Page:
The Institute of Social & Economic Research

The Alaska Citizen's Guide to the Budget

Financial Assistance
provided by:

Fiscal Policy Council of Alaska

The Fiscal Gap
What is it?
New Revenues
A Generic Fiscal Plan
Other Proposals
Bogus Solutions



5. The Fiscal Gap

5.6 Some Bogus Solutions

Can We Find $1 Billion A Year Like This?

Keep cutting the General Fund. You can't get $1 billion by targeting $100,000 of fat here or $1 million of waste there. You have to eliminate state money for everything from Pioneers' Homes to the ferry system—and then cut basic services (like educating children or managing fish and game) by 25 percent.

Look outside the General Fund. Aside from Permanent Fund dividends and inflation-proofing for the Permanent Fund, state spending from other funds is largely federal transfers for specific programs, bond proceeds for construction projects, and fees users pay for airports, the university, and other services.

Expect higher oil prices. Oil prices would have to hit $35 a barrel and keep rising to increase annual revenues by $1 billion. They haven't been that high since the early 1980s.

Raise oil taxes. Oil taxes would have to triple to add $1 billion to oil revenues. This sounds like a gamble at a time when the industry is turning to less profitable marginal fields.

Earn more on the Permanent Fund. Generating $1 billion more annually would require a sustained 10 percent return, after inflation—double that of most large endowment funds.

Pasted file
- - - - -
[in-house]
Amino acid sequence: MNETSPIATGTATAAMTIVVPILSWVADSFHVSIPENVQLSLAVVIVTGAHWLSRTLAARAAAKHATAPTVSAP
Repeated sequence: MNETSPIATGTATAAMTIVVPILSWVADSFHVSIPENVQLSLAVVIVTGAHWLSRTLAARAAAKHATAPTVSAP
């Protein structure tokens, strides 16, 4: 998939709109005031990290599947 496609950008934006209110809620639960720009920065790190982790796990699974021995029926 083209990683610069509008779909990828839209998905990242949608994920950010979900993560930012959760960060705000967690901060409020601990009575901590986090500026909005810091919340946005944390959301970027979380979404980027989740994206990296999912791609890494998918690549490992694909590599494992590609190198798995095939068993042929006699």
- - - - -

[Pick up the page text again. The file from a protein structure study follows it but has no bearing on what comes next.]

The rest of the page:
Wait for a natural gas pipeline. Revenues from a gas pipeline could range from $300 million to $1 billion annually, but construction is years away under the best of circumstances. We need five times that to reach $1 billion.

Promote economic development. Mining activity would need to grow 200 times larger to generate $1 billion in revenues.

Buy or sell state assets. No analysis has yet demonstrated that selling state assets or buying part of a pipeline could generate the level of returns we get from oil.

Tax the outsiders. A personal income tax or a seasonal sales tax on nonresidents could raise about $50 million annually. To get to $1 billion, we'd need 20 times more.

Have a bake sale. This assumes every man, woman, and child in Alaska would spend $1,500—every year—on things like a state lottery or legalized gambling.

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Page Updated April 1, 2003

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